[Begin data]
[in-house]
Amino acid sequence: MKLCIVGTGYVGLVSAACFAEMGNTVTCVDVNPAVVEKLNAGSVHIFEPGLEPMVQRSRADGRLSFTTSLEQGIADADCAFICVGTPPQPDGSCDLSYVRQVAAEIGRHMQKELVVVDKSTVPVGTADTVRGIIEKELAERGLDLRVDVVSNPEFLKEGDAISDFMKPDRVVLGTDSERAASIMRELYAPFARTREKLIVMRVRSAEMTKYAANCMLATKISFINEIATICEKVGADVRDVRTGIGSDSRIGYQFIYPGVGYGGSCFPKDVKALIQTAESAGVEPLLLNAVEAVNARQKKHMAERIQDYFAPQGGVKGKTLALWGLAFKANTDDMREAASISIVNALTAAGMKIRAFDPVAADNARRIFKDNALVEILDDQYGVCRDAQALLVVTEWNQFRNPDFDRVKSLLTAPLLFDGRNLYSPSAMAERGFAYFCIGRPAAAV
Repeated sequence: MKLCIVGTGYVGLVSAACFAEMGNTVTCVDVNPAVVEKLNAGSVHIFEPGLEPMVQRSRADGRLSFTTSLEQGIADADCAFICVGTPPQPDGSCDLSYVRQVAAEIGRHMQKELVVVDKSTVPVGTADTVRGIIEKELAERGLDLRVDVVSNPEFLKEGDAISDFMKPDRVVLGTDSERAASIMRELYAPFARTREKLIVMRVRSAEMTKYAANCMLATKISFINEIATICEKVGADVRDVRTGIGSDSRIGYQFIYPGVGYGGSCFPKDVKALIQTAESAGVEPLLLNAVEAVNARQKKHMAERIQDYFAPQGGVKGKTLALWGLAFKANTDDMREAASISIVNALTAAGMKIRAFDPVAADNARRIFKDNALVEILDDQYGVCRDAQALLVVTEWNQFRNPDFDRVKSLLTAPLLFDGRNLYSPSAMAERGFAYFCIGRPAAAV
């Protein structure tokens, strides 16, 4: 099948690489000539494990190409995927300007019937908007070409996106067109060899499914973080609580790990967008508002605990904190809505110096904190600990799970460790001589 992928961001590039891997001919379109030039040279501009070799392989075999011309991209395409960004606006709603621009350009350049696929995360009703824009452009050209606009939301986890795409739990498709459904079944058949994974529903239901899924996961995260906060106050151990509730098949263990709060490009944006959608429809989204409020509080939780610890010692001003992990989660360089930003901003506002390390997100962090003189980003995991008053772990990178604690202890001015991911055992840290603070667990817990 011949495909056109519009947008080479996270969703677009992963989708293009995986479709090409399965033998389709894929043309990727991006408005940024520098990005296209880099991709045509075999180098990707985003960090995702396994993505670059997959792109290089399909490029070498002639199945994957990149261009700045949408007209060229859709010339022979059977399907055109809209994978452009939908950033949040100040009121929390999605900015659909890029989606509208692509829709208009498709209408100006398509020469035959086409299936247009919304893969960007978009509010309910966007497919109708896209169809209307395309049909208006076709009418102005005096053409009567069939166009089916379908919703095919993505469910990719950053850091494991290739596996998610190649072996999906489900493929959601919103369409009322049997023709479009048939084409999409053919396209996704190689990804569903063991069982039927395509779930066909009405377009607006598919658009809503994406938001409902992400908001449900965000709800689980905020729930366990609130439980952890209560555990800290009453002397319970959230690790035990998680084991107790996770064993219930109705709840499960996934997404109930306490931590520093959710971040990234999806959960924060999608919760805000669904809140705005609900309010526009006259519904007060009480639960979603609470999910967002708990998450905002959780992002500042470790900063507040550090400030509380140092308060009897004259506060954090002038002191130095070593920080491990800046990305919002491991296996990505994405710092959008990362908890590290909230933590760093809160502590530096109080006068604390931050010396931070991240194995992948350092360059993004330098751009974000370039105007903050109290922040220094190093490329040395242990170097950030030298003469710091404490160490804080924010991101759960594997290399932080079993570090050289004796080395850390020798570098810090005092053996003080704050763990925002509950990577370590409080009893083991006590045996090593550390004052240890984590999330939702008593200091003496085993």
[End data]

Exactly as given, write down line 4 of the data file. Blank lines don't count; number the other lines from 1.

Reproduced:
């Protein structure tokens, strides 16, 4: 099948690489000539494990190409995927300007019937908007070409996106067109060899499914973080609580790990967008508002605990904190809505110096904190600990799970460790001589 992928961001590039891997001919379109030039040279501009070799392989075999011309991209395409960004606006709603621009350009350049696929995360009703824009452009050209606009939301986890795409739990498709459904079944058949994974529903239901899924996961995260906060106050151990509730098949263990709060490009944006959608429809989204409020509080939780610890010692001003992990989660360089930003901003506002390390997100962090003189980003995991008053772990990178604690202890001015991911055992840290603070667990817990 011949495909056109519009947008080479996270969703677009992963989708293009995986479709090409399965033998389709894929043309990727991006408005940024520098990005296209880099991709045509075999180098990707985003960090995702396994993505670059997959792109290089399909490029070498002639199945994957990149261009700045949408007209060229859709010339022979059977399907055109809209994978452009939908950033949040100040009121929390999605900015659909890029989606509208692509829709208009498709209408100006398509020469035959086409299936247009919304893969960007978009509010309910966007497919109708896209169809209307395309049909208006076709009418102005005096053409009567069939166009089916379908919703095919993505469910990719950053850091494991290739596996998610190649072996999906489900493929959601919103369409009322049997023709479009048939084409999409053919396209996704190689990804569903063991069982039927395509779930066909009405377009607006598919658009809503994406938001409902992400908001449900965000709800689980905020729930366990609130439980952890209560555990800290009453002397319970959230690790035990998680084991107790996770064993219930109705709840499960996934997404109930306490931590520093959710971040990234999806959960924060999608919760805000669904809140705005609900309010526009006259519904007060009480639960979603609470999910967002708990998450905002959780992002500042470790900063507040550090400030509380140092308060009897004259506060954090002038002191130095070593920080491990800046990305919002491991296996990505994405710092959008990362908890590290909230933590760093809160502590530096109080006068604390931050010396931070991240194995992948350092360059993004330098751009974000370039105007903050109290922040220094190093490329040395242990170097950030030298003469710091404490160490804080924010991101759960594997290399932080079993570090050289004796080395850390020798570098810090005092053996003080704050763990925002509950990577370590409080009893083991006590045996090593550390004052240890984590999330939702008593200091003496085993």